Politics, Emotion, and the Scandal of the Century
Metropolitan Books, $35, 560 pp.
In 1894 Captain Alfred Dreyfus, a rising star on the French General Staff, was accused of spying for Germany. The evidence pointing to Dreyfus was flimsy and his accusers could come up with no reasonable motive, but Dreyfus was a Jewish outsider in an army dominated by Catholics, and in a country where virulent anti-Semitism was a powerful political force. He was convicted by a military tribunal and sent to Devil’s Island, where he spent more than four years suffering from the brutal heat, solitary confinement, and, for a time, manacles that chained him to his bed at night. Dreyfus was fortunate to have a wealthy and loving family; following his conviction his brother Mathieu and his wife Lucie devoted themselves to his cause. They slowly rallied support among journalists, politicians, and intellectuals. They also found unexpected help in the army, where Colonel Georges Picquart, realizing that Dreyfus was innocent, struggled against his superiors to have the case reopened.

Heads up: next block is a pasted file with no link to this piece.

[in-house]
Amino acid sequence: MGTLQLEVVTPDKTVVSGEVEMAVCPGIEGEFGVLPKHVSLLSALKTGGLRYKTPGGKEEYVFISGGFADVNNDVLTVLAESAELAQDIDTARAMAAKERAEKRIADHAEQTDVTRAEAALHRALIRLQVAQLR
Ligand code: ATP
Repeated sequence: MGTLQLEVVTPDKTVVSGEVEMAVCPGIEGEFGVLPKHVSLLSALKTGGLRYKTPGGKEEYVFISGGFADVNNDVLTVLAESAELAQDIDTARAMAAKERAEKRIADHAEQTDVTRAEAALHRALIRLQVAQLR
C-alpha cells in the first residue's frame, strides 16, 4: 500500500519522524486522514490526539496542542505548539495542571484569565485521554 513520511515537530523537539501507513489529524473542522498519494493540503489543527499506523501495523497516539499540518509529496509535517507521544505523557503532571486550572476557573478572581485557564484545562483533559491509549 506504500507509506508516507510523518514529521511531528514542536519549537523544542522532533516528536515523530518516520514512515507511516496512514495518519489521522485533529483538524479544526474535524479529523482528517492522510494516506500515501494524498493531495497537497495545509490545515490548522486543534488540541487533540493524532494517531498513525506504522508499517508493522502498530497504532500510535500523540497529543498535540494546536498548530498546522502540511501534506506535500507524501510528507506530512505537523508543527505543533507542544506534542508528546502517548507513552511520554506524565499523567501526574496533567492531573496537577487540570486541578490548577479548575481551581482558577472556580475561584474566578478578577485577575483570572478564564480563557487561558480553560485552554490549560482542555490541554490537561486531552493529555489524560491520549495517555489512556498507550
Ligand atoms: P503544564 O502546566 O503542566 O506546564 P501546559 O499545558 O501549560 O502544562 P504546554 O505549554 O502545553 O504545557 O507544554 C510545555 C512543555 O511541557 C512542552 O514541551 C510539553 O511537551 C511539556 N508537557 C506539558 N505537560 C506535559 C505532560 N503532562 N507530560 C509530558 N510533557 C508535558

The Dreyfus Affair exploded when another military tribunal found the Commandant Walsin Esterhazy innocent in January 1898. Esterhazy was the real spy in the affair, but the court refused to accept clear evidence of his guilt, which would have meant admitting a miscarriage of justice and overturning Dreyfus’s conviction. Émile Zola’s “J’accuse,” an open letter to the president of the Third Republic that named army officers responsible for the cover-up, provoked riots in Paris and Algeria. When...
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About the Author
Thomas Kselman teaches European history at the University of Notre Dame. He is the author of Death and the Afterlife in Modern France (Princeton), and is currently writing a book on the history of religious liberty in nineteenth-century France.